Work by an Israeli researcher into gambling addiction suggests the most effective treatment for the disorder should include medication and psychotherapy — for at least two years.
Psychiatrist Dr. Pinhas Dannon of Tel Aviv University’s Sackler Faculty of Medicine said the extended treatment regimen would utilize Naltrexone, a drug used to treat alcoholism, and be complemented with other treatments, including group therapy.
Pathological gambling is relatively common in the U.S afflicting as many as 3.4 percent of all adults. Like other addictions, it is highly disabling both to the individual and to society, and can lead to suicide, job loss, and criminal behavior. It affects more men than women and can become worse over time.
Earlier studies reported that after six months of treatment, a majority of the gamblers would not go back to gambling. Dannon believes that a longer course of treatment is more effective.
“The initial results were too optimistic,” Dannon said. His data indicates that a drug regimen lasting two years keeps 80 percent of gamblers “gamble-free” over a four-year period.
By contrast, only 30 percent of gamblers who were treated over a six-month period remained gamble-free four years later.
The preliminary study, conducted in 2006 and 2007, was encouraging, Dannon said, but for long-term effectiveness gambling addicts need to stick out a course of treatment for at least two years in order for Naltrexone to work most efficiently.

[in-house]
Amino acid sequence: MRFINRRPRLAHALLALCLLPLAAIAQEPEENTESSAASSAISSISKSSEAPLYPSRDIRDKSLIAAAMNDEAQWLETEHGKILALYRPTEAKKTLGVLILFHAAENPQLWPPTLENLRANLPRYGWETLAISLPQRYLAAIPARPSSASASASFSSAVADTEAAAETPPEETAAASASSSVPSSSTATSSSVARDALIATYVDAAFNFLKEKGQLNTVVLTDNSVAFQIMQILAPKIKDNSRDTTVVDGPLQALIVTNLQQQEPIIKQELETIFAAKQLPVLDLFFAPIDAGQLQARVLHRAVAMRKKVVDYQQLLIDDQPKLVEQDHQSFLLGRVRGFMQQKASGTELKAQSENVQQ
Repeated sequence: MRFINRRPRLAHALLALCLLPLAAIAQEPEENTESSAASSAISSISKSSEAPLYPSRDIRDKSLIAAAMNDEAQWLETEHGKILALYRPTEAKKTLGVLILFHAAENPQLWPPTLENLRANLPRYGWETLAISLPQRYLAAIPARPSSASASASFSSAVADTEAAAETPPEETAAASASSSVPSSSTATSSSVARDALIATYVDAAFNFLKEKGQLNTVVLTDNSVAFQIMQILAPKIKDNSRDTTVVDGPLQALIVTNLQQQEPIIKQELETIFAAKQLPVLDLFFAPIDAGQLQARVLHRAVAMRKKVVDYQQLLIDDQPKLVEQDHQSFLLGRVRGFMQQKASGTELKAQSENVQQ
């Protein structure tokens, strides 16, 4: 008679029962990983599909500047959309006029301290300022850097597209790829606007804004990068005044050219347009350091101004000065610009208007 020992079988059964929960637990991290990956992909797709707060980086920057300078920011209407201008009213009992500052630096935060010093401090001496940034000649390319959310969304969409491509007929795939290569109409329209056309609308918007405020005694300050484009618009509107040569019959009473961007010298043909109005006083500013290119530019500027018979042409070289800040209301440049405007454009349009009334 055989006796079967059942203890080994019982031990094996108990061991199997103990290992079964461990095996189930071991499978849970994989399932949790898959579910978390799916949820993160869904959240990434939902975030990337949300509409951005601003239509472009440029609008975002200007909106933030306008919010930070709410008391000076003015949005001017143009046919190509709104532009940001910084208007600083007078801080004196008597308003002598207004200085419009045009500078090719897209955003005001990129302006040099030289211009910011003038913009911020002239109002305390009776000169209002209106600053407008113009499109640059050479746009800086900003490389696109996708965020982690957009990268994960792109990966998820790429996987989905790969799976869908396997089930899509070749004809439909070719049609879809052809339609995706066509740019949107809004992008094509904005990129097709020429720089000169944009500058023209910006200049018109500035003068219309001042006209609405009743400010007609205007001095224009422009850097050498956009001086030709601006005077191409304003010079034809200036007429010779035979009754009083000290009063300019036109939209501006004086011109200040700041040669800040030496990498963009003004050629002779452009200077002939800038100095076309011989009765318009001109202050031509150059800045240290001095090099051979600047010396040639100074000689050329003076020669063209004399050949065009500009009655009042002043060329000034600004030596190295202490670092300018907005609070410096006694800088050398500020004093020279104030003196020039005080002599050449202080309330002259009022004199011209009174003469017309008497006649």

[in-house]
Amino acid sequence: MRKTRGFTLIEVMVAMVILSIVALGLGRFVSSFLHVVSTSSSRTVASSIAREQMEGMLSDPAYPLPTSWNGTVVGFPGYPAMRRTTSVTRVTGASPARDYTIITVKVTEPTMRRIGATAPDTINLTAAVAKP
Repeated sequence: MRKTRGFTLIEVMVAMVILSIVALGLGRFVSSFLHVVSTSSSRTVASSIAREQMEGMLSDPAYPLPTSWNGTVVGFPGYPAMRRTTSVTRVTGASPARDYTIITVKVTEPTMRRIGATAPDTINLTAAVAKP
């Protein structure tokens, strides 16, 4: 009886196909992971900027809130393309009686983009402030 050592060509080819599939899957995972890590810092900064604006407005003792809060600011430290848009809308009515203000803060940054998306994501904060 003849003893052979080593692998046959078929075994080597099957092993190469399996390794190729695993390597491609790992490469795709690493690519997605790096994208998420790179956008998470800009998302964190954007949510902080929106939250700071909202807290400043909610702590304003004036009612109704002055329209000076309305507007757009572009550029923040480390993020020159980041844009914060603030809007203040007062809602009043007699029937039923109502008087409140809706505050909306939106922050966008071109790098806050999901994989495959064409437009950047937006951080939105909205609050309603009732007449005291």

Group therapy and regular attendance at Gamblers’ Anonymous meetings can also help the addict lead a healthier, gambling-free life.
Dannon has also conducted extensive research on other kinds of addiction, including Internet addiction. One of his recent patients was addicted to the Facebook game “Farmville,” neglecting her two young children to play it.
While Facebook poker and “Farmville” can be addictive, these obsessions can be treated differently than those of hard-core gamblers who risk their marriages, houses and careers. For milder addictions, group therapy and professional counselling might be all the help that’s needed.
“Gambling addiction is a chronic disorder,” Dannon said. “We need much more time to treat these patients. They require careful monitoring and holistic treatments over the longer term to avoid relapse.”